Of Interest: Vandana Shiva Speaks in Kanas City

The 61-year-old physicist, ecologist and author from Delhi, India then served up a penetrating deconstruction of the mechanistic mindset and the industrial food system it has spawned. This is the same mindset Walmart and Target now intend to apply to organic food.

“For a short time,” Shiva said, “the mechanistic mind has projected onto the world the false idea that food production is and must be of necessity an industrial activity. That’s a world view that is in profound error.”

“When food becomes a commodity it loses its quality, its taste, and its capacity to provide true nutrition,” she said. Industrial agriculture turns the earth into units of production, farmers into high-tech sharecroppers, and is the single biggest contributor to our declining environment. She said industrial agriculture distorts the proper relationship between humans and the natural world.

Read more at The Call of the Land.


Wendell Berry and Wes Jackson

Last Friday three men at the heart of my passion for the intellectual investigation of food systems spoke at Cooper Union about Nature as Measure. In the forward to the eponymously titled book, Wendell Berry quotes longtime friend and the book's author Wes Jackson saying, "Do not try to improve on this patch of native prairie for it will serve as your standard by which to judge your agricultural practices. There is no higher standard..." In other words, no human intervention can create a more perfect natural world because nature is perfection. Just as one man quoted from the other in print, so too did the two men share glimpses of their intimate relationship on stage by completing their responses to Mark Bittman's prompts with quotes from each other's long histories of writings.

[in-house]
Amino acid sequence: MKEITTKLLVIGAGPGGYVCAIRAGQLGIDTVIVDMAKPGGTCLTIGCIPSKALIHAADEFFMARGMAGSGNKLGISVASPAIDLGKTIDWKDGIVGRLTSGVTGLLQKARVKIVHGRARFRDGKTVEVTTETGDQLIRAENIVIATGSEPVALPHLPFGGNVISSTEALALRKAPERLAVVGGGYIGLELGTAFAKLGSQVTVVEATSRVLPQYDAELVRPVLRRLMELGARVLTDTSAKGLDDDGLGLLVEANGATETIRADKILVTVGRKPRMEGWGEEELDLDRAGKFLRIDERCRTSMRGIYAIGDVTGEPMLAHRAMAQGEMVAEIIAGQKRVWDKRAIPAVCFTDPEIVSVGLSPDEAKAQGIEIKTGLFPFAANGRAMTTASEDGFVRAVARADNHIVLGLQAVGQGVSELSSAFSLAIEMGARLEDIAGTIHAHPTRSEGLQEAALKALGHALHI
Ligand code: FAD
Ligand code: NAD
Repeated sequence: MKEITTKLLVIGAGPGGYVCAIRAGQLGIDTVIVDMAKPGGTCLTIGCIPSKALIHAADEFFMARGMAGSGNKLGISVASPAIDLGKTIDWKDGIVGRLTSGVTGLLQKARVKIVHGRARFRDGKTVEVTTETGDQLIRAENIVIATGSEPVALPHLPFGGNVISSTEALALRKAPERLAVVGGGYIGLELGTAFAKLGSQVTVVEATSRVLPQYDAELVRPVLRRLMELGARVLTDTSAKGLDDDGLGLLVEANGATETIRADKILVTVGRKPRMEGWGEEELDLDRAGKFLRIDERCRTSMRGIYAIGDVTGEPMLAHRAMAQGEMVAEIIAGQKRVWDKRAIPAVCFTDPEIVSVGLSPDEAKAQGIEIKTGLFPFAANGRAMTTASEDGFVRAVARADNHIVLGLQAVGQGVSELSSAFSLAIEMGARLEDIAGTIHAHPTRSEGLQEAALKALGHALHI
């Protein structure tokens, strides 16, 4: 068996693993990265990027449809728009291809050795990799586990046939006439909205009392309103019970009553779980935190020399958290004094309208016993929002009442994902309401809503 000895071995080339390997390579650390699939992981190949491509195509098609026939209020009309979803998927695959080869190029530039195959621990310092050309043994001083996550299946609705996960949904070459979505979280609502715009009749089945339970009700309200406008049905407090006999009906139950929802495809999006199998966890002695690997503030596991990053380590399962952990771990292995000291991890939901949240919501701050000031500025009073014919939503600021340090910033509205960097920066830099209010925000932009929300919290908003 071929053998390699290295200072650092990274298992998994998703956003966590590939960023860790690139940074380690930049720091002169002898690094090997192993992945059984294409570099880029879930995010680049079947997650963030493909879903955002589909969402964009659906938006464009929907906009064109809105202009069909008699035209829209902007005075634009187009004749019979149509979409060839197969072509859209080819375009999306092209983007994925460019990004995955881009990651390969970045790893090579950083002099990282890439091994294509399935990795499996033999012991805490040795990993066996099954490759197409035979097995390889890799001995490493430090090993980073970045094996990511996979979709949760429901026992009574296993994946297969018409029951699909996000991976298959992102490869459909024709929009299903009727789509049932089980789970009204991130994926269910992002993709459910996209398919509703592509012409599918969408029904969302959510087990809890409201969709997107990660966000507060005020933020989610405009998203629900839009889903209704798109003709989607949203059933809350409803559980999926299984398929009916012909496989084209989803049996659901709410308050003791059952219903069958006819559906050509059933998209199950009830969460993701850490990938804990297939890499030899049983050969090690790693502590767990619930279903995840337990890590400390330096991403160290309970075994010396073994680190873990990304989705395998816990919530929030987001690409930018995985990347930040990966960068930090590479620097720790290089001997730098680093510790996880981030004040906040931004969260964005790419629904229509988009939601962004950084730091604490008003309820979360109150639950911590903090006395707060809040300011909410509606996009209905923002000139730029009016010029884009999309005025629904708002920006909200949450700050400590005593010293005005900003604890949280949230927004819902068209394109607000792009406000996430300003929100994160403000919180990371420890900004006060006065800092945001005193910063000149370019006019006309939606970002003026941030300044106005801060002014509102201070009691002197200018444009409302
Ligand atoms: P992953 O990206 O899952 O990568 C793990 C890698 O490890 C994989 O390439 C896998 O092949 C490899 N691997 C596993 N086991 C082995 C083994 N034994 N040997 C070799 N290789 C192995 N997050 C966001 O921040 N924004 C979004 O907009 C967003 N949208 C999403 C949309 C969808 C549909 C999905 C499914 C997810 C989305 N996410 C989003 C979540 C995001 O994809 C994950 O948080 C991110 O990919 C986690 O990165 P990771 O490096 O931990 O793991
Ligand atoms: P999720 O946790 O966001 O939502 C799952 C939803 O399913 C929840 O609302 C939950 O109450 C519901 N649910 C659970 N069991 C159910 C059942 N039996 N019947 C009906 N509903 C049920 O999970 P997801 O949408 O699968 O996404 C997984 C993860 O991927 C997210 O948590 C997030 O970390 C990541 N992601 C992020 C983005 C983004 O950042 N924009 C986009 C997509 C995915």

via Runaway Apricot


Mary Berry interviewed by In These Times

Small farmers must select which stones to throw at Big Ag. And Mary Berry, Wendell’s daughter, is helping them take aim as executive director of the Berry Center in New Castle, Ky.

Why did you and your father create the Berry Center?

The Berry Center’s goal is to institutionalize agrarian thought and make a movement towards cultural change. We’ve been developing a four-year farm degree at St. Catherine College in Washington County, Kentucky. We're also working on a farm school, in Henry County, to help new or existing farmers learn what they need to know to get out of the commodity economy and into a local food economy. We're talking about everything farmers and landowners can produce on their land—from timber to tomatoes—and how to keep them secure, and out of a boom and bust economy.

Read more at In These Times


On Wendell Berry's conversation with Michael Pollan

Berry in his opening remarks said, “This is about discovery or a book of revelation. That’s very much the kind of book this is. Robert Frost wanted his readers to think what a hell of a good time he had writing it. And your book very much communicates that. What a hell of a good time you had writing it.” Further on, he added, “It’s an adventure book, a participatory book. There’s lots of humor.”

“Thanks for your book review,” Pollan responded. “It’s the nicest one I’ve gotten and I really do appreciate it…The reason this book is dedicated to you is because you’ve connected the dots between very ordinary things—the plate in front of us and the farm and garden systems, both natural and economic, that organize our lives. “